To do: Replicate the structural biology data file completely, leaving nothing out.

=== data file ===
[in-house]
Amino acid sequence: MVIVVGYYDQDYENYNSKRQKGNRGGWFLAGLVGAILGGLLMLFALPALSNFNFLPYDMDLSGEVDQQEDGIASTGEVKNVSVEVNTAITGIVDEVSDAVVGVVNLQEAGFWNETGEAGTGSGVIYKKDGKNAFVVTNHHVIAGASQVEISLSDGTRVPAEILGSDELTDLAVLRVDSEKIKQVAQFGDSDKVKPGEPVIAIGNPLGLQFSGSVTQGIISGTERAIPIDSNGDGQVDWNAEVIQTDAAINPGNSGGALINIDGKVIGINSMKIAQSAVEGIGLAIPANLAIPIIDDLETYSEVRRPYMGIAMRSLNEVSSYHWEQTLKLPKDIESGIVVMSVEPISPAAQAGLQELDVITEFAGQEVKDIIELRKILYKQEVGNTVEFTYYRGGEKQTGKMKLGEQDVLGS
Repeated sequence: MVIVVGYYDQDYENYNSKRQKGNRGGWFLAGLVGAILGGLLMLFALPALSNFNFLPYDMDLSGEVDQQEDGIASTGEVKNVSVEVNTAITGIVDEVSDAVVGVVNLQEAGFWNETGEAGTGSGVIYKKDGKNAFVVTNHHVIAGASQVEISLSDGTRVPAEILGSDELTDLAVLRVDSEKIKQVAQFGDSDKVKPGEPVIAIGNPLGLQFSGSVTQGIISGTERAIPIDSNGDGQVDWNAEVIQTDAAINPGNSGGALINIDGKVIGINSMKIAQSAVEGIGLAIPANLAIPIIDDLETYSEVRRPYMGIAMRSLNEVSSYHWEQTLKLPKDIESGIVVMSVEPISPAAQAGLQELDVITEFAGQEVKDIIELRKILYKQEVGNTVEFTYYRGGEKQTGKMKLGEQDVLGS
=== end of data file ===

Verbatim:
[in-house]
Amino acid sequence: MVIVVGYYDQDYENYNSKRQKGNRGGWFLAGLVGAILGGLLMLFALPALSNFNFLPYDMDLSGEVDQQEDGIASTGEVKNVSVEVNTAITGIVDEVSDAVVGVVNLQEAGFWNETGEAGTGSGVIYKKDGKNAFVVTNHHVIAGASQVEISLSDGTRVPAEILGSDELTDLAVLRVDSEKIKQVAQFGDSDKVKPGEPVIAIGNPLGLQFSGSVTQGIISGTERAIPIDSNGDGQVDWNAEVIQTDAAINPGNSGGALINIDGKVIGINSMKIAQSAVEGIGLAIPANLAIPIIDDLETYSEVRRPYMGIAMRSLNEVSSYHWEQTLKLPKDIESGIVVMSVEPISPAAQAGLQELDVITEFAGQEVKDIIELRKILYKQEVGNTVEFTYYRGGEKQTGKMKLGEQDVLGS
Repeated sequence: MVIVVGYYDQDYENYNSKRQKGNRGGWFLAGLVGAILGGLLMLFALPALSNFNFLPYDMDLSGEVDQQEDGIASTGEVKNVSVEVNTAITGIVDEVSDAVVGVVNLQEAGFWNETGEAGTGSGVIYKKDGKNAFVVTNHHVIAGASQVEISLSDGTRVPAEILGSDELTDLAVLRVDSEKIKQVAQFGDSDKVKPGEPVIAIGNPLGLQFSGSVTQGIISGTERAIPIDSNGDGQVDWNAEVIQTDAAINPGNSGGALINIDGKVIGINSMKIAQSAVEGIGLAIPANLAIPIIDDLETYSEVRRPYMGIAMRSLNEVSSYHWEQTLKLPKDIESGIVVMSVEPISPAAQAGLQELDVITEFAGQEVKDIIELRKILYKQEVGNTVEFTYYRGGEKQTGKMKLGEQDVLGS